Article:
NANCY MACLEAN: That reminds me of something David Roediger once said: that the tragedy of the Left in the U.S. is that it doesn’t get to be a Left, because it always has to step in and become the liberal presence at moments like what you’re describing, or embolden liberals to stand for values they should be standing for.
ALEX HAN: Cop City really exhibits the neoliberal, center-to-far-right alliance that has defined so much of the last 50 years. In Chicago, our last mayor’s race was largely the progressive Left versus an alliance of MAGA forces and center Democrats. That’s what we see in Cop City as well: Atlanta’s Democratic city structure working with every bad actor in the country to accomplish right-wing goals.
I was in the Tamiment Library labor archives at NYU last week, and was surrounded by the archives of the Abraham Lincoln Brigade — American volunteers, most of them Communist, who traveled to Europe to fight the fascists during the Spanish Civil War. It’s a reminder, from a different moment, of the Left’s traditional role vis a vis an authoritarian political Right, which is to lead the anti-fascist front. The fight of the UAW against the Big Three is in its own way a front against a different variety of fascism and authoritarianism.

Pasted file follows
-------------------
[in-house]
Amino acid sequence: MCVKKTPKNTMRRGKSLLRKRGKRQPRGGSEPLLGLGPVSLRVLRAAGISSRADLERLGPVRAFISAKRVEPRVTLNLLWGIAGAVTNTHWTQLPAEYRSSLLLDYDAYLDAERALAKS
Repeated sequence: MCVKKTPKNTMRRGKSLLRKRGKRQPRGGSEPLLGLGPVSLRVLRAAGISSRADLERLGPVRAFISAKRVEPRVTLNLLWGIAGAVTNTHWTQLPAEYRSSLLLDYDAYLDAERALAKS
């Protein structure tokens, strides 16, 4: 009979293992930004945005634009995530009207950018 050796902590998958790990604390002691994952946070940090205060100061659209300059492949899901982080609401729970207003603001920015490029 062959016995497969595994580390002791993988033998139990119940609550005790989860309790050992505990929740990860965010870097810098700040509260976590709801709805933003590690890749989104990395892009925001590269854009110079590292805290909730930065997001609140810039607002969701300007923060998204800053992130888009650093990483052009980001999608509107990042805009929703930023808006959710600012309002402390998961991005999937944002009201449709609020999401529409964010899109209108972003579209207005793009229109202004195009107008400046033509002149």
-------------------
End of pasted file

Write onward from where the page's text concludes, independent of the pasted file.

TARSO LUÍS RAMOS: The Right stands for racial, religious, gender and economic hierarchy, for the unregulated capitalist plunder of the planet and the commodification of all human interactions. So why does the Left need to care? Because the Left needs to stand for human freedom, equality, solidarity. Much of what the Right stands for destroys the possibility of humanity.
Does the Left care about the Right? That’s an interesting question.
There’s a tendency to think about the struggle for power in the United States as a two-sided fight, with the Left standing with the people against concentrated government and corporate power. But at the minimum, we have a three-sided fight. On the third side are very powerful right-wing forces, also contesting for power with the state and with capitalism. And they’re contesting the Left for a social base, sometimes attacking the Left explicitly and violently.